Even though there is no fruit left on the trees, City Fruit is still busy working in the orchards in preparation for next year’s harvest. This month, we are hosting a series of work parties to protect our apple trees from winter moth damage.
Winter moth is an invasive pest that feeds on buds and leaves in the spring, leaving nothing to fruit on the tree. They are still new to our area, and we first saw the extensive damage caused by winter moths in Seattle just two seasons ago. That year, the damage was so devastating that there was hardly any fruit to harvest in some of the orchards that we care for, including Jose Rizal Park which has seen the worst of the damage from these pests.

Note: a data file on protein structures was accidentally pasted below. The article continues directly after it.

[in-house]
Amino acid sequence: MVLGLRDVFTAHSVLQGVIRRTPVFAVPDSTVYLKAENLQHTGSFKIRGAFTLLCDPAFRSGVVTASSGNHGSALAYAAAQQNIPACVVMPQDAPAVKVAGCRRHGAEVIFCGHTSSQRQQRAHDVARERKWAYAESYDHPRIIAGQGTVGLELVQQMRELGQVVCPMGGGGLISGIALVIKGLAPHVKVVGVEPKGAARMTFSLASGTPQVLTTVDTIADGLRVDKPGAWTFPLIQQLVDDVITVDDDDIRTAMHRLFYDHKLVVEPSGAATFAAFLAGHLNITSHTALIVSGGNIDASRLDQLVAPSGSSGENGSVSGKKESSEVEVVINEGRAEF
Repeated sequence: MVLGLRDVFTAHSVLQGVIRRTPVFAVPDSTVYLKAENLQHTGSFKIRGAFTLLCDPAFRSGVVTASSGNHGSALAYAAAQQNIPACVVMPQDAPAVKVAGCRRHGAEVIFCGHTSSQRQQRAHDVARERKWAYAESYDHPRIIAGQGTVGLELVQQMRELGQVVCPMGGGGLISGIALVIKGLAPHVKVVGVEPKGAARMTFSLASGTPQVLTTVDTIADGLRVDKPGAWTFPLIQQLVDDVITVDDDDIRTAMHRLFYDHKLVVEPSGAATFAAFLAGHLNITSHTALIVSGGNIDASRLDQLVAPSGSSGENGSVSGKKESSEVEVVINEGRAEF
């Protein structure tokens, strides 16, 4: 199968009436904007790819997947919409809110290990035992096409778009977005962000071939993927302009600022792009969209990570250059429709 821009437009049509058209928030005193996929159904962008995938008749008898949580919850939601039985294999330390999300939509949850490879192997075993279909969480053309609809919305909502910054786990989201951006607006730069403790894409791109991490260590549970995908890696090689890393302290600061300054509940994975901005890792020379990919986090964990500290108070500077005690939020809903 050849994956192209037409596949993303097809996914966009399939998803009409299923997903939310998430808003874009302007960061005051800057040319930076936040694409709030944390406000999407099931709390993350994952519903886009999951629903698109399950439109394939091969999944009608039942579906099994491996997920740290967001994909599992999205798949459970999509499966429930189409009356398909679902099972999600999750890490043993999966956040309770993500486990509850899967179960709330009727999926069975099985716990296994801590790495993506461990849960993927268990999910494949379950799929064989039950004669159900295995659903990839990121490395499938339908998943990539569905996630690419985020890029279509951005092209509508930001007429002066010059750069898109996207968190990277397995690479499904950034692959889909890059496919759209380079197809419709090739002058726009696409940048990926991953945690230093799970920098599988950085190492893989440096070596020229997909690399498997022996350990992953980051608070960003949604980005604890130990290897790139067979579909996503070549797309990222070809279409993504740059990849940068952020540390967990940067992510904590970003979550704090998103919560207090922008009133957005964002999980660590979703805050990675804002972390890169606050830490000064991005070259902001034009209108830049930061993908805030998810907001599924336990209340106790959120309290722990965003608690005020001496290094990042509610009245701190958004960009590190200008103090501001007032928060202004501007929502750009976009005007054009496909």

Now we are working with Seattle Parks and Recreation’s Urban Food Systems Program to protect the apple trees in some of the public orchards. The technique is simple, yet effective and does not involve pesticides – we wrap a paper material band around the tree trunk and smear a non-toxic sticky substance on the band to trap female moths before they climb up the tree to mate and lay eggs during the winter months. This is our second year implementing this pest prevention strategy, and you can see the tape on the trees work for yourself next time you are strolling through one of the orchards that we manage. We plan to monitor the effectiveness of this method and collect data in the coming months, so we can better protect our precious apple trees!